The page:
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Object oriented versus procedural languages using Python - a gentle introduction

Introduction
With procedural languages, we typically break a problem down into functions. (In some languages like Python, we only have functions but in other languages like Pascal, there are functions and procedures, each doing a similar but different job). Each function in a typical solution does just one task and we call this 'modular programming'. To run this program, our main program is simply a series of calls to the different functions. We can use many programming languages either in a procedural way, or using an object oriented approach. Let's see an example of both approaches using Python 3.

Here is a program that calculates an electricty using a procedural approach. We have four functions. The actual program is started by calling the first function using main() at the bottom of the code. This calls the function called main() which in turn asks the user to enter the number of kWh units they've used, and then calls three functions. The first one multiplies the units by the cost per unit. The second one adds a standing charge. The third one is in charge of displaying the total correctly. Each function carries out one and only one job (modular programming) and the main program simply consists of a function call. Note, that if you are unsure of any of the code e.g. the formatting code for the total, then you should refer to the Python course on out website.

Type in this code and get it working.

oo1

What happens when you enter in a postitive whole number? How about a real number? What about a letter instead of a number? How about a negative number? Try and make the code fail. You should find, for example, that the code accepts negative numbers. Is this correct? What might you do about it if you think it is incorrect?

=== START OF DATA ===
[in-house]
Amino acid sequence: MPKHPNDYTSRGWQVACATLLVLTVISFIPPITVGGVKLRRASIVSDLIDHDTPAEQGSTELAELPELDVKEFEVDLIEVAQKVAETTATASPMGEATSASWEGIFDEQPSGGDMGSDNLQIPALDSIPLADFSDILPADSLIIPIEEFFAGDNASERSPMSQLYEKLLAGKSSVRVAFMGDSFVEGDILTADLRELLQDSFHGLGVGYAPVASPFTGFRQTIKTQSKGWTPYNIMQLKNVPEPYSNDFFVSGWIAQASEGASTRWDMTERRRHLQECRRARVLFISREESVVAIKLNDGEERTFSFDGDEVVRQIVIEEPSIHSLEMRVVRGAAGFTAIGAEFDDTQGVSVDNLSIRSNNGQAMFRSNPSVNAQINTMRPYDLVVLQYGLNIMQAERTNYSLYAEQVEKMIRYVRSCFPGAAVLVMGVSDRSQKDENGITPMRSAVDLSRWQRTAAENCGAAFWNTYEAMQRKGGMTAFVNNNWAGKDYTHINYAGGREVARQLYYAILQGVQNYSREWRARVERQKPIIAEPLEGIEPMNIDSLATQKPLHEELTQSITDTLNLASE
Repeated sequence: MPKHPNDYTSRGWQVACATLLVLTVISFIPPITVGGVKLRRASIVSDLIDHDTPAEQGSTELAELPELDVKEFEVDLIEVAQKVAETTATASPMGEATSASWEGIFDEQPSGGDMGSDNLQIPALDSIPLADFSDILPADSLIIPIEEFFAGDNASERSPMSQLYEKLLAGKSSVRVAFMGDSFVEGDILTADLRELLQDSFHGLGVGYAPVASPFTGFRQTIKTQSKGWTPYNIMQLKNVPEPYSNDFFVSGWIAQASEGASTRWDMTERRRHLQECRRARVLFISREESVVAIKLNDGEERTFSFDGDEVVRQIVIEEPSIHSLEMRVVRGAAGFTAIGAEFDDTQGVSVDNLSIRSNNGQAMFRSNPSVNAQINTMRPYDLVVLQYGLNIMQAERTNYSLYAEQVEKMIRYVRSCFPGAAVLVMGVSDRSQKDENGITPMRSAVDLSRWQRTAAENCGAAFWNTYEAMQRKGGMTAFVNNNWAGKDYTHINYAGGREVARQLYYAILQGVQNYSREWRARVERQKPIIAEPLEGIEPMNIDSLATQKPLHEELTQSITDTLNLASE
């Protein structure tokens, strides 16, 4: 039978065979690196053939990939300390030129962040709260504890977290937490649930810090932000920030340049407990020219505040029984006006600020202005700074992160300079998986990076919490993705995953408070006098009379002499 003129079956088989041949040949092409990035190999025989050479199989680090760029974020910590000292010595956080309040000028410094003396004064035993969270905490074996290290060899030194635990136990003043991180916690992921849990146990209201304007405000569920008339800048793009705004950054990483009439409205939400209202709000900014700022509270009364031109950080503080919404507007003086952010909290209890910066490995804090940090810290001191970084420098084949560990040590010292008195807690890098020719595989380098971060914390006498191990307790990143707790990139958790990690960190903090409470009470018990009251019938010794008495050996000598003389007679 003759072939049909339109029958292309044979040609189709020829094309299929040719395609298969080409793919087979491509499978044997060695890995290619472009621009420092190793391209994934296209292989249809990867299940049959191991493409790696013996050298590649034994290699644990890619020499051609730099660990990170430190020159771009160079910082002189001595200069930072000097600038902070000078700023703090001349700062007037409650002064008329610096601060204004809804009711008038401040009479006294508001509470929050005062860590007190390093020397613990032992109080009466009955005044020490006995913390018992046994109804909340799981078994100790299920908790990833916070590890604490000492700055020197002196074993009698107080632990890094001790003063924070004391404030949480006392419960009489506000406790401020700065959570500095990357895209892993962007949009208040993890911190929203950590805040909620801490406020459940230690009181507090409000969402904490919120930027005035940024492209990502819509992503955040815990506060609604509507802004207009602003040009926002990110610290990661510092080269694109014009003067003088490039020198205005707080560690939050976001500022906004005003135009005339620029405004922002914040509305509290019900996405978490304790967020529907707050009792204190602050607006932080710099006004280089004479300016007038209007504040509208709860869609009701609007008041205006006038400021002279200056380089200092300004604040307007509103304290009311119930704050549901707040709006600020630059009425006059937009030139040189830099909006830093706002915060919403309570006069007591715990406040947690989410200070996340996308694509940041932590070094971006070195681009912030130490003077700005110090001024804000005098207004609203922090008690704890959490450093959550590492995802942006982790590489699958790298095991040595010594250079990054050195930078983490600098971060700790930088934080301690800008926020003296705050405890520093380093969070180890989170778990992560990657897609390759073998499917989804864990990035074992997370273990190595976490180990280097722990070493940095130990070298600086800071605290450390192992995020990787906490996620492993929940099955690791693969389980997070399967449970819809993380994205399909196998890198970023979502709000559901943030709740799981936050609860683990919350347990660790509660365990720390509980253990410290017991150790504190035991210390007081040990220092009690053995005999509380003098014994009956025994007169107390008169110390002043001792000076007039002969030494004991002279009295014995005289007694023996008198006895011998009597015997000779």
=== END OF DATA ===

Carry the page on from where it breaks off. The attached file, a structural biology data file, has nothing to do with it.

Now let's look at an OO approach. 

oo2

You should write the code under the first program you wrote and then get them both working together, so you can confirm the answers are the same for both programs when you run it (although we haven't added an exception for our OO program using try - except).

Classes, attributes and methods
The OO program starts by making a 'class'. This is a blueprint, a template for the calculations for a bill. In other programs, we might create a class for a student, for example. This wouldn't be for an actual student, but it is a template for a student, showing what data (called attributes) is being kept about the student and what calculations and operations needs to happen on the data (called 'methods'). Inside our definition of the calculateBill class, you can see the data we need to use and some of the methods that can be called.

Objects
Once you have a class, you can then use it to create actual real 'instances' of the class. An instance of a class is called an object. You might have a class defining what a student is, but you must create an instance of the class 'Mary Smith' to get an actual, real student. When you create an object, they have all of the attributes and all of the methods defined in their class. We created an object in our code with this line:

myBill = calculateBill()

This tells the program to create a real object called myBill using the class called calculateBill(). Now myBill has the methods costPower and addStanding. The other method, that starts with the line def __init__(self) is a special method. When you 

Dot notation
Once I have a real object, I can use any of the methods in the object using dot notation. For example, to use the method costPower, I used this line:

total1 = myBill.costPower(unitsUsed)

MyBill.costPower(unitsUsed) says to the program, 'go to the object called myBill. Then call the method costPower using the data in unitsUsed'. 

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